- Registration time
- Last login
- Online time
- 10 Hour
- Reading permission
Myth@#3 ---come to an end
George Washington declared a Thanksgiving in 1789 after the United States first established a government, but Thanksgiving didn't go national until the mid-19th century. This was largely the work of magazine editor Sarah Josepha Hale, who conducted a letter-writing campaign calling for Thanksgiving to be declared a national holiday. President Lincoln responded, issuing a Thanksgiving proclamation that set aside the last Thursday in November of 1863 for gratitude.|
In 1939 President Franklin D. Roosevelt touched off a two-year squabble when he moved the holiday to the third Thursday to give store owners a leg up on holiday shopping. Detractors dubbed the relocated holiday "Franksgiving," and in 1941 Congress finally made the fourth Thursday in November the official day. So, in truth, it took 320 years to make Thanksgiving stick.
Myth #3: The United States invented Thanksgiving
No country does gluttony quite like the United States. The Calorie Control Council, an industry group, says that Americans consume as much as 4,500 calories on Thanksgiving, as much as twice what the FDA recommends for an entire day. That said, humans have been holding harvest festivals for ages. We may wish we invented Thanksgiving, but we didn't.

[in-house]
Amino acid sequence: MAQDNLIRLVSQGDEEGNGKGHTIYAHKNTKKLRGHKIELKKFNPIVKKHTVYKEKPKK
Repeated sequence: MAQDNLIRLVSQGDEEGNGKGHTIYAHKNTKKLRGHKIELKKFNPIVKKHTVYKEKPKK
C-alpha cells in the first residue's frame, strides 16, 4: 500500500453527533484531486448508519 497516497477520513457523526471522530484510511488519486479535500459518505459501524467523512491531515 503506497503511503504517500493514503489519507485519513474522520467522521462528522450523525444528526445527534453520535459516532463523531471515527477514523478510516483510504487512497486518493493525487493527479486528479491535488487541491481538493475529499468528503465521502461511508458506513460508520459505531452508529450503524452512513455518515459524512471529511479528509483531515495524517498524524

In ancient times, Middle Eastern peoples offered wheat to "The Great Mother" or "Mother of the Wheat." In medieval times, central Europeans celebrated their harvests at Feast of Saint Martin on November 11th. And we can all be thankful our celebrations aren't like those of the Aztecs, who each year would behead a young girl representing Xilonen, the corn goddess.
Colorful traditions aside, human beings have found reasons to be thankful--and reasons to celebrate--for as long as we can trace our history. What people have felt thankful for has certainly changed over the years. The Pilgrims were happy to be alive. The Founding Fathers were happy to have established a government. And Lincoln's Thanksgiving proclamation expressed thanks that the Civil War had not destroyed the country.